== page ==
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Mekeritrig posted 18 January 2007 in The Thousandfold ThoughtMekeritrig by Madness, Peralogue

Last night, prior to anor's post, I had been in the midst of a response to your short post above when I decided that I would wait until you'd posted your actual response. However, Ulyaoth, since you've yet to post - understandably, of course - and since anor has hit upon one of the points I was going to bring up in my unfinished post, I've decided now to post ahead of you and, perhaps, rid your mind of any continuing ignorance.

I agree tenfold with you, Ulyaoth, that it's impossible to speak in absolutes regarding an unreleased piece of writing, especially when the facts that we're left with at the end of TTT are only meant to tantalize. I also agree that the best way for us as readers and speculators to infer the unrevealed future state of the Three Seas is through the removal of implausible theories. However, when a poster such as yourself refuses to disbelieve his own arguments in light of contrary, even more logical, evidence then it makes it hard to do so.

I understand that by rephrasing my question you hoped to discredit my argument. However, all you've accomplished is that now I have to explain myself.

What you, and many other posters before you, need to grasp and incorporate into your speculations is that, to the last, every single one of Cû'jara Cinmoi's human characters are exactly that; human. He's created such an ingenious world, full of so much depth and relevant history, that his characters could do nothing but live. I think it's definitely part of why it's such an entrapping story as Mr. Bakker has basically just taken human life and placed it elsewhere in different circumstances. I know for a fact that the relevant philosophical lining of the PoN is part of what trapped myself. It's inspired me to aspire to writing equally as intriguing and relevant fantasy or science fiction during my lifetime - quite a task.

Throughout the events of the First Holy War we experience many different characters as they work their way through their lives. Each has distinct traits, personalities, habits, and thoughts. They are unique; as we humans are in life.

I cannot count the number of times that through Achamian we've experienced something of Eärwa's past. In fact it's mostly through Achamian, aside from TTT Glossary, that we have any indication of history preceding the First Apocalypse at all; specifically, Nonmen culture.

Now what I meant when I posed the question to you is that not once throughout Achamian's experience do we read of Zeüm; in his words, actions, or thoughts. However, isn't it likely, based on his many words and thoughts, that Achamian have some affinity for Nonmen? Especially ones who, post-disturbance by Achamian's presence and his tale of Three Seas events, would be most adamant in aiding in the destruction of the Consult and Inchoroi. It's even likely that being the ancients they are, Achamian could probably even relate better to the Nonmen than to other humans; aside from the Mandate.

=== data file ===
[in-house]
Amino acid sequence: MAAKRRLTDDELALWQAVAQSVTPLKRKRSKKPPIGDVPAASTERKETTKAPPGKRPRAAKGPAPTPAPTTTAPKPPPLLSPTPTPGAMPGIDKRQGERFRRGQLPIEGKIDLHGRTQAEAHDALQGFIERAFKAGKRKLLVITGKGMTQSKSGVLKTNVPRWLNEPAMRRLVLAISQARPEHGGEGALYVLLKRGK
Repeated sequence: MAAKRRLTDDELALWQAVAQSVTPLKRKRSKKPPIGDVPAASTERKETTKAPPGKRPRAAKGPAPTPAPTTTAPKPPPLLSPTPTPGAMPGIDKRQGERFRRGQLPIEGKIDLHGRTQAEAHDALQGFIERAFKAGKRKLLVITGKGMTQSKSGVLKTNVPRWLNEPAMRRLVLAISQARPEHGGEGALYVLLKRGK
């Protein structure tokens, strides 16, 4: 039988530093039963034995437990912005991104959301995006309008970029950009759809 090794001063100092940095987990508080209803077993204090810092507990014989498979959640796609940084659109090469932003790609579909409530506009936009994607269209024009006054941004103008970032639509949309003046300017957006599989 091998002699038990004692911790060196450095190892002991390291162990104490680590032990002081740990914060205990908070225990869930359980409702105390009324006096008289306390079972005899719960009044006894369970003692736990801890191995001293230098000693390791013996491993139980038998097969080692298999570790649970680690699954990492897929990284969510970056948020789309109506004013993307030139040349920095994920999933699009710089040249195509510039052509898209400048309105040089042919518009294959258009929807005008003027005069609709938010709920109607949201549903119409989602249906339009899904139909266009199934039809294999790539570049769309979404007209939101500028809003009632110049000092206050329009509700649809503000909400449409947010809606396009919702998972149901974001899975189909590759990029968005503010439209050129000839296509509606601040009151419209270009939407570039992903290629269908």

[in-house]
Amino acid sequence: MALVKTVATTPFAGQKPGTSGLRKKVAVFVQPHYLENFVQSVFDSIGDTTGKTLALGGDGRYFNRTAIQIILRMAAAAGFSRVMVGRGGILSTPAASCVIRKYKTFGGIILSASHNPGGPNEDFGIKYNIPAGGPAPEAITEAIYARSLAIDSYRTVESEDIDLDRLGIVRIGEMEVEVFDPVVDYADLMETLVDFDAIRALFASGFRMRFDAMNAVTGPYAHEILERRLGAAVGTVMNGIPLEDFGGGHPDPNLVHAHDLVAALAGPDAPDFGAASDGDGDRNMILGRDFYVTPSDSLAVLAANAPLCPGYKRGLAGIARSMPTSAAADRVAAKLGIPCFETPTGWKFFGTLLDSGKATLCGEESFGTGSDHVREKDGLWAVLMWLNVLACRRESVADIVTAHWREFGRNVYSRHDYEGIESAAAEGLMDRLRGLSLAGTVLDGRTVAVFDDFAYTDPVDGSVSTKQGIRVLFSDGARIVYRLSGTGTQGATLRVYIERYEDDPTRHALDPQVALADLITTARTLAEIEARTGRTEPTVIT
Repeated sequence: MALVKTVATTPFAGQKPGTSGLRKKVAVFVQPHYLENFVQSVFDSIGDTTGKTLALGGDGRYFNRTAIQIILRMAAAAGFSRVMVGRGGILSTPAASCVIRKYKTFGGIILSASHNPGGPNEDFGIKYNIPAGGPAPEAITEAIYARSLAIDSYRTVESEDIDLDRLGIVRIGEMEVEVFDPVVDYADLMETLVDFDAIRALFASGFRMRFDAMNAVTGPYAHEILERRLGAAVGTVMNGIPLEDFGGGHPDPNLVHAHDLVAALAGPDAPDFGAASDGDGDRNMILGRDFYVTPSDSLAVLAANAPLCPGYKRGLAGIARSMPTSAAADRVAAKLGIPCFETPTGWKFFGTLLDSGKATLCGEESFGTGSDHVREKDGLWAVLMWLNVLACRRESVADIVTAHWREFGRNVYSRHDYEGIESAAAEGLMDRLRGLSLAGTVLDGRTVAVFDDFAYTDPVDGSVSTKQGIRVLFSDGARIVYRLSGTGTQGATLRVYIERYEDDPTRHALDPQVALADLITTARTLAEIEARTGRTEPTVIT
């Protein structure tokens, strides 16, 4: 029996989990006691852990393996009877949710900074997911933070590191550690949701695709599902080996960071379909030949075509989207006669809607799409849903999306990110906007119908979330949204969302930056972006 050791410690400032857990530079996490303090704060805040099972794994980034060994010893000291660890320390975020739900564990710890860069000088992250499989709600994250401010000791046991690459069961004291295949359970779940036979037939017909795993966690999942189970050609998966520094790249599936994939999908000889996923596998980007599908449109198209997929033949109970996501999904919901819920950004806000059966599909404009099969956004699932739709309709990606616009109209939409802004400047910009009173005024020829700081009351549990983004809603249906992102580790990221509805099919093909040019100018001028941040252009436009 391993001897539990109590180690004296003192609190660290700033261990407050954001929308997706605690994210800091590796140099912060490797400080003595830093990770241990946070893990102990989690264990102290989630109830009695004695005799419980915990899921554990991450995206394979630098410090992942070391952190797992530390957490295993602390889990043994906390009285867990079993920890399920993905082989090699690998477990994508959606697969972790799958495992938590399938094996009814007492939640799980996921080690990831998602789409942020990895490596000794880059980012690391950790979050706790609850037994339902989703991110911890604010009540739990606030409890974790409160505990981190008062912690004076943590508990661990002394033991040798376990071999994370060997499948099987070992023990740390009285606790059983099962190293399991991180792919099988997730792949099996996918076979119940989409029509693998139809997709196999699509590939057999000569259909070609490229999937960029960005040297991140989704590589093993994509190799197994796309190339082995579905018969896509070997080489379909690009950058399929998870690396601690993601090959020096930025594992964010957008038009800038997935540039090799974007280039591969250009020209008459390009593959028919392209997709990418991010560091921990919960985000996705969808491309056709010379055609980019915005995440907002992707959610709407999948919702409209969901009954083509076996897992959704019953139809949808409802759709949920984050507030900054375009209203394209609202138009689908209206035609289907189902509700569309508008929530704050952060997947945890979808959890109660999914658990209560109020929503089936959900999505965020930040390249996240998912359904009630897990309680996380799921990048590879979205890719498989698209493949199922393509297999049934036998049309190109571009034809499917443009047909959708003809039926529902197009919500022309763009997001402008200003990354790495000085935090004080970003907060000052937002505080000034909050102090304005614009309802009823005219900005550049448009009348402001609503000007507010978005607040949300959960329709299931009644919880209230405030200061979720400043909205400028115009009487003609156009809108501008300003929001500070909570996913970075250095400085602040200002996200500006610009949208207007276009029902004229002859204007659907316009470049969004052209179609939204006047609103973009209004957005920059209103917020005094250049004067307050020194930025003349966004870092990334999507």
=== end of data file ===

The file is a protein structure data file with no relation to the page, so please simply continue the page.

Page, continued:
Furthermore, your following points are still ignorant.

As anor has already pointed out not all the Nonmen of Ishterebinth are practicing sorcerers. Despite the transcendentalism of the Nonmen caste system, there are likely even, aside from the Quya, many Ishroi remaining. Again, I'll reiterate your need to read things more carefully. Had you paid heed to one of Mr. Bakker's quotes in my preceeding posts you wouldn't have made this point at all:

The majority of surviving Nonmen, however, dwell in Ishterebinth - stonghold of the ancient Nonmen nation of Injor Niyas - where they struggle to keep the dwindling flame of their ancient civilization alive. Here the Quya and the Siqu masters continue their studies, developing techniques, sorcerous and otherwise, to keep their race sane.


Your second, and perhaps even more ignorant point for one who has again obviously thoroughly read the books, is that the North is untraversable.

Kellhus himself, alongside worldborn men, travelled from Ishuäl to the Three Seas escaping Cet'ingira, though likely Mekeritrig let Kellhus go, and at least a hundred Sranc. True, Kellhus could rely on his preternatural reflexes and intelligence where Achamian cannot, if Ishterebinth is even where he were inclined to go. However, I would think Achamian's sorcery more than a match for Kellhus's initial obstacles of travel; again, aside from Cet'ingira.

My second, and definitely more damaging point, is that there is a route across the Istyuli Plains. Every year, as made known by Leweth, a caravan travels from Galeoth to Atrithau through Sakarpus. If set caravan of Galeoth can survive the circuit, hounded by Sranc as you'd say, then I'm sure Achamian, a sorcerer and experienced spy, could manage equally as fine, at least until Atrithau.

Again, this is not what I believe will happen; just that it's plausible if Achamian were inclined. I only offered Ishterebinth as the most logical and strategic refuge yeilding the most to Achamian knowledge and ally-wise. Of course, I also offer it now as a more intelligent and logical alternative to Zeüm or "the west." view post


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